I learned the hard way – not to feed him before boarding a flight because the motion made him throw up after we got off the plane. I highly recommend spending a little more on the *extra legroom* feature because it does get cramped with the carrier. When I’m in the car with Charlie, I have a car seat for him. I used to drive with him on my lap, until I researched and realized how dangerous that was! He’s been great on long road trips and I just make sure to let him out when I stop for gas every 4 hours or so, and again not feed him because of the motion sickness.
Even though I never grew up with a dog, and didn’t really know what I was doing when I first got Charlie, I adapted quickly and learned as I went. Your animal instincts do kick in when you bring home a dog – and you just sort of figure it out! I read part of Cesar Millan’s book, but ultimately put it down halfway through because I like my own personal parenting style. Cesar does have tons of helpful tips and I absolutely respect his expert opinion, but I couldn’t realistically see myself implementing most of the things he suggested. Just being honest!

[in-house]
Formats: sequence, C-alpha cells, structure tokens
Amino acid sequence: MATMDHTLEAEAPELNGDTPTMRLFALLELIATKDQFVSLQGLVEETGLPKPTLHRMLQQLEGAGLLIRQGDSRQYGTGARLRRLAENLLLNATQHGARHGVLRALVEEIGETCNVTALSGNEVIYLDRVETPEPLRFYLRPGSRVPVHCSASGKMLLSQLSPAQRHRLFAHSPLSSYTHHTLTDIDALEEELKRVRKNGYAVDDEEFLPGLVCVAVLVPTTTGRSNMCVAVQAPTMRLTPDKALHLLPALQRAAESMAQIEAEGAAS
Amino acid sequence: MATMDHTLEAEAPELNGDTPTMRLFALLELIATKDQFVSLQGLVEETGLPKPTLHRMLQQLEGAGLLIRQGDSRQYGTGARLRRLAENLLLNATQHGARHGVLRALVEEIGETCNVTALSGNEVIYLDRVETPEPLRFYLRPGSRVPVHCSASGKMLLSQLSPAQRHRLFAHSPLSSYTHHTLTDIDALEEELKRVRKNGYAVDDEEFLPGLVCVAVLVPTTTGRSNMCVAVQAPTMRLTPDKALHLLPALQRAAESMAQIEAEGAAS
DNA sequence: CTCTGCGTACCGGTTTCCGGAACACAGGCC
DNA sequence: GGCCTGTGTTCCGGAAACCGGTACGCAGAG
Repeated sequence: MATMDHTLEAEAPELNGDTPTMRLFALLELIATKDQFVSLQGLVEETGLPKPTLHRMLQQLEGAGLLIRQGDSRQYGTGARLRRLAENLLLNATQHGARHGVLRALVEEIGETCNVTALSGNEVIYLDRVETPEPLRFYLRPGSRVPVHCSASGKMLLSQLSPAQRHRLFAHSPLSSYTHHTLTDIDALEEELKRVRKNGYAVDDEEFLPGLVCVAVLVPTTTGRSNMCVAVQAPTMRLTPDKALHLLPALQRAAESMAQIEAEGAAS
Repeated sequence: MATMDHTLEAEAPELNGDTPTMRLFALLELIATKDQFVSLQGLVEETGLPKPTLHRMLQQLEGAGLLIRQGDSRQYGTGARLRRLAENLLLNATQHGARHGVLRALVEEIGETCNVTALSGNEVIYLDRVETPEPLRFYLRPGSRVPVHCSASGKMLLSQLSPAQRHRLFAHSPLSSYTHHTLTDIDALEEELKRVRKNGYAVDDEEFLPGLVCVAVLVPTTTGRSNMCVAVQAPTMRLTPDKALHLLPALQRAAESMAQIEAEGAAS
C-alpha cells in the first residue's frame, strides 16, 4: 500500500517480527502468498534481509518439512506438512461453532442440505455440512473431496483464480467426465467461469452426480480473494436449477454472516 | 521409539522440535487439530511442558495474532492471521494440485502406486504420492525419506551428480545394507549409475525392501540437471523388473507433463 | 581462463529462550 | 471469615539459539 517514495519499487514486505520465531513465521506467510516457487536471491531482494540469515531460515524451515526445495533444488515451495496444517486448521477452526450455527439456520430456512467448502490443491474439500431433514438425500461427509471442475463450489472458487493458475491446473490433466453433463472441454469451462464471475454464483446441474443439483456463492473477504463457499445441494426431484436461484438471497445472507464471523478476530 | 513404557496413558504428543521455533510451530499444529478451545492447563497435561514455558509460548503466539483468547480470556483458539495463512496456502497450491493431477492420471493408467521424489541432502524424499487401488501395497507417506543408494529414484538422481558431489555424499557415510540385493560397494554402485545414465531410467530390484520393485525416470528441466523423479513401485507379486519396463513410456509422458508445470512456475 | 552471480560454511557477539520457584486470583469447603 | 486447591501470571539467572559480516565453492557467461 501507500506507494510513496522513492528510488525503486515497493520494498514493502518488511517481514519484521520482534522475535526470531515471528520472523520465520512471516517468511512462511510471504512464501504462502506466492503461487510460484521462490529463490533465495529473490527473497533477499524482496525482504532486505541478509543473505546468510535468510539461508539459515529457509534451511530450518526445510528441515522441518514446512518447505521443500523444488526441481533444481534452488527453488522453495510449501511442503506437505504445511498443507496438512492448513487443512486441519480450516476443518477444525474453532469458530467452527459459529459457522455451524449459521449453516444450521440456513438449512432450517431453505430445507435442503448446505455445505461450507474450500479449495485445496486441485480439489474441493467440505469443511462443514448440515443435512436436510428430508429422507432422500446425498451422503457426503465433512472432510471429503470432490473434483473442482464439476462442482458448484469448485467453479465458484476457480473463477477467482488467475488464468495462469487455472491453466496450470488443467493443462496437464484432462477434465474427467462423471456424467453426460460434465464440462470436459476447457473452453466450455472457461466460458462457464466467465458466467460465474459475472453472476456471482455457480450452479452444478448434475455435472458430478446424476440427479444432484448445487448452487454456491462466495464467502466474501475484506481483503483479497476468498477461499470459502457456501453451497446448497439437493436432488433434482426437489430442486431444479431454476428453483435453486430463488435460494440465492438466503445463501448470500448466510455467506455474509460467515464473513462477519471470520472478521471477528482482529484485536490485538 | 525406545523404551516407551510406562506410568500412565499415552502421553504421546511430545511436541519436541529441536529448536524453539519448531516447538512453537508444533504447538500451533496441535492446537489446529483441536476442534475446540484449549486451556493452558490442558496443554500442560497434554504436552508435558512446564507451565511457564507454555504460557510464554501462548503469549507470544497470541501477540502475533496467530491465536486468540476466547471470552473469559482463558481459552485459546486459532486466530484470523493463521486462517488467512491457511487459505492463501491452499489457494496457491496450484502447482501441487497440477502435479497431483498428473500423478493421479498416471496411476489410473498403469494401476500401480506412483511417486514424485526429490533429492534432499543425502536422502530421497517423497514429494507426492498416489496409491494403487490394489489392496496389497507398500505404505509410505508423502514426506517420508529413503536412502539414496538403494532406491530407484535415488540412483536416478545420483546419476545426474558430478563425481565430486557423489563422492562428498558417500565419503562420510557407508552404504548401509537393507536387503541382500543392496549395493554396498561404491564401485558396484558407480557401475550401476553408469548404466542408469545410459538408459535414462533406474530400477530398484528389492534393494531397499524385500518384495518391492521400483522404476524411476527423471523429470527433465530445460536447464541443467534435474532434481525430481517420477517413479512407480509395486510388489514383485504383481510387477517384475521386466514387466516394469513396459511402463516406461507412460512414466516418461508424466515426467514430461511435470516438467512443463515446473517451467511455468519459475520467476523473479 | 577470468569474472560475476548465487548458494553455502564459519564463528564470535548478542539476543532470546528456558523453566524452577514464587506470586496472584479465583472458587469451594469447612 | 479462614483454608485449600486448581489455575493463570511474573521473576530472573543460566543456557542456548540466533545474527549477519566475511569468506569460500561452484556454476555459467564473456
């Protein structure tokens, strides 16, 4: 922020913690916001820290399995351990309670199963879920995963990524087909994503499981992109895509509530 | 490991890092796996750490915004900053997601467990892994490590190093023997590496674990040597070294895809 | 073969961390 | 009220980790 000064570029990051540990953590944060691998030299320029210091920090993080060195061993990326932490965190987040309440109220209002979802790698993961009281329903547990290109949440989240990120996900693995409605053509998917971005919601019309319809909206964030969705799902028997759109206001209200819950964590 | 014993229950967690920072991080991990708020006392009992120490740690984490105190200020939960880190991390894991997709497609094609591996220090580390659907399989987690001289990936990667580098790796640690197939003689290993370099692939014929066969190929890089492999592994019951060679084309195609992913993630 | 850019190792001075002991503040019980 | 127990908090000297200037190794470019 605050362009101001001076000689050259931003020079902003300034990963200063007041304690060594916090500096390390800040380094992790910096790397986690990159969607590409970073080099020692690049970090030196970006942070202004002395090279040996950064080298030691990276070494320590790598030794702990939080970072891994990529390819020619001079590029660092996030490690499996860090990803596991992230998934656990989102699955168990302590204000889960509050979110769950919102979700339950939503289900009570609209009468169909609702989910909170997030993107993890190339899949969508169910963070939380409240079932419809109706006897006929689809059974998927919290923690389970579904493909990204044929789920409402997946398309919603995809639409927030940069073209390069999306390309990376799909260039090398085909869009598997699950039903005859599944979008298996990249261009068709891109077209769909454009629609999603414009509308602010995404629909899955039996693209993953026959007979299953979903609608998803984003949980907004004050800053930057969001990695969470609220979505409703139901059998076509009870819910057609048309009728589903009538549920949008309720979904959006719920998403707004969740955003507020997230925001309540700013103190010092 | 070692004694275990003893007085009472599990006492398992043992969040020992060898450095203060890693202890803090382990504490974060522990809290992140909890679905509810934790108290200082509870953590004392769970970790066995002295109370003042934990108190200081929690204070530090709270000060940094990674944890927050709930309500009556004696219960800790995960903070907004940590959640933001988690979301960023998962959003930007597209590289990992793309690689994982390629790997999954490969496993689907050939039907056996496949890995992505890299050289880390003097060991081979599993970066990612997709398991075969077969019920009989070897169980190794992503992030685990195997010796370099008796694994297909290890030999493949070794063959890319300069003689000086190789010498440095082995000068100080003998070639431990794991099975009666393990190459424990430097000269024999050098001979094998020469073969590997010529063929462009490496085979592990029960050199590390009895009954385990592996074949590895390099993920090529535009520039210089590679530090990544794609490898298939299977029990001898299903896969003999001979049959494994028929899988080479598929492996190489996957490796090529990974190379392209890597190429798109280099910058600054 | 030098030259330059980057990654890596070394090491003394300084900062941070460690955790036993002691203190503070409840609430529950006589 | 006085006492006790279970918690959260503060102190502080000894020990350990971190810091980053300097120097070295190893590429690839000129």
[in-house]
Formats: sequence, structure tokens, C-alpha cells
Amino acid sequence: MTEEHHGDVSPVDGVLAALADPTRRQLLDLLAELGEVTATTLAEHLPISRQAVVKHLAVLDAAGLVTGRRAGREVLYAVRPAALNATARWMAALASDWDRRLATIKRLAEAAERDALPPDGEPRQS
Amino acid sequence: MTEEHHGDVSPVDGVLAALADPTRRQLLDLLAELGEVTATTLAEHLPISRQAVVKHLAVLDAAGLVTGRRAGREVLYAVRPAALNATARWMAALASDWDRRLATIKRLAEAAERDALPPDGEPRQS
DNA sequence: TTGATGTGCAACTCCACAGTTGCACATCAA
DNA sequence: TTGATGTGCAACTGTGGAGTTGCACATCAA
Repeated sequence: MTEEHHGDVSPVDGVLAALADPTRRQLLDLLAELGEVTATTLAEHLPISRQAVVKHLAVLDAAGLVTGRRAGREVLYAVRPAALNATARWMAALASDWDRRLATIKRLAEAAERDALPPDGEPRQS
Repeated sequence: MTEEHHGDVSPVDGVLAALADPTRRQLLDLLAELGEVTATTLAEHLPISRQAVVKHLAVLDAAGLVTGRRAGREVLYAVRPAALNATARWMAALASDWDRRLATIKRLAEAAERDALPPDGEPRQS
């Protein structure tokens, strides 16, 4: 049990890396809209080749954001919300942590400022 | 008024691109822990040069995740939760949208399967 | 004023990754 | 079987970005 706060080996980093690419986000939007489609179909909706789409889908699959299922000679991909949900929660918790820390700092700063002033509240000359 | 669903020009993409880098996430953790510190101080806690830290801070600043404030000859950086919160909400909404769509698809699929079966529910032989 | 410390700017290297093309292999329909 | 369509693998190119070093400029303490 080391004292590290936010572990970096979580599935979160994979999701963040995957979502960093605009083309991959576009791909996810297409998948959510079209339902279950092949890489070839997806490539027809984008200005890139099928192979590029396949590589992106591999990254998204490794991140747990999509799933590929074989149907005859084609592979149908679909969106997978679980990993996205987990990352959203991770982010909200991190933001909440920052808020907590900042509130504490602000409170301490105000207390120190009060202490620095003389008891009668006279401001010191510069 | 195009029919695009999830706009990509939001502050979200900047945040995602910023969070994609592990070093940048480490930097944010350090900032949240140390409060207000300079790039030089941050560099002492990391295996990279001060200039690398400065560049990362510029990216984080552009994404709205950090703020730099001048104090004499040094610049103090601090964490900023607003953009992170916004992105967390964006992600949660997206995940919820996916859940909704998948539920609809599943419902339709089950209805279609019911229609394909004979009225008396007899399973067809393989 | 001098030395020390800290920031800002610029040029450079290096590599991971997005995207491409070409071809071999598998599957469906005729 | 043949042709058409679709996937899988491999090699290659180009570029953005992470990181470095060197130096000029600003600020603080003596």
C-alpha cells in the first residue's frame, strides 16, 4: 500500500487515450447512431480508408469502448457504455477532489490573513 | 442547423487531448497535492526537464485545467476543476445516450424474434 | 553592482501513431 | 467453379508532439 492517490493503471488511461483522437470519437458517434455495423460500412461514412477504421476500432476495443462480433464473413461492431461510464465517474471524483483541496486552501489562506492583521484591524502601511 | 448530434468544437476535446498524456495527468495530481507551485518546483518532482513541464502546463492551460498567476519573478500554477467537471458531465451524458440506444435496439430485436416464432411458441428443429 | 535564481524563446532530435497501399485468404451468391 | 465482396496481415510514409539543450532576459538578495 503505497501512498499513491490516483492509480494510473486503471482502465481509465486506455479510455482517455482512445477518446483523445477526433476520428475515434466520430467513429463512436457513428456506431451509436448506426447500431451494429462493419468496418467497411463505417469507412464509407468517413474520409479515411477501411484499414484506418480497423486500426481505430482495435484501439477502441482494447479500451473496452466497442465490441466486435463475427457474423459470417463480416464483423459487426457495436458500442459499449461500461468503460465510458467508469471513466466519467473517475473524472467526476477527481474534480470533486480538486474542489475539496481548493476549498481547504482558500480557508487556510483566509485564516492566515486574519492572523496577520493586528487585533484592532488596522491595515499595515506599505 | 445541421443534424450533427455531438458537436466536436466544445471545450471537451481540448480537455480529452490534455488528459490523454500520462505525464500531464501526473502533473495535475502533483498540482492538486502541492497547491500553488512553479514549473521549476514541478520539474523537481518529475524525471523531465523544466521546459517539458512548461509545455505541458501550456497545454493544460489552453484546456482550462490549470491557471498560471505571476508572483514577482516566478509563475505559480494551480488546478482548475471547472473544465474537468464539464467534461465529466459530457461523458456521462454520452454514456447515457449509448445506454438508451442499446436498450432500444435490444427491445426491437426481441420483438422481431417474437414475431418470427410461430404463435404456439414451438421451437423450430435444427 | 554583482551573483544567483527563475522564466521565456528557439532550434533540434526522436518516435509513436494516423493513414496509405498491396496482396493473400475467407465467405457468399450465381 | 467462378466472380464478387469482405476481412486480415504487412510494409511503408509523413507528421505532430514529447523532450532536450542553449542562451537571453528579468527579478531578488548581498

I think listening to your own intuition, instincts, and lifestyle is key. Each dog has such a different energy though! If a dog is really problematic and acting out, then training of course is a great idea. I’m personally looking into training for Charlie to adapt a bit better to the loud noises of city life. But I’ve never done any formal training classes or programs with Charlie.
Dogs really are a (wo)man’s best friend! Charlie completely changed my life in the best way possible. If you’re thinking about getting a dog – I hope this post helped clarify any questions you may have!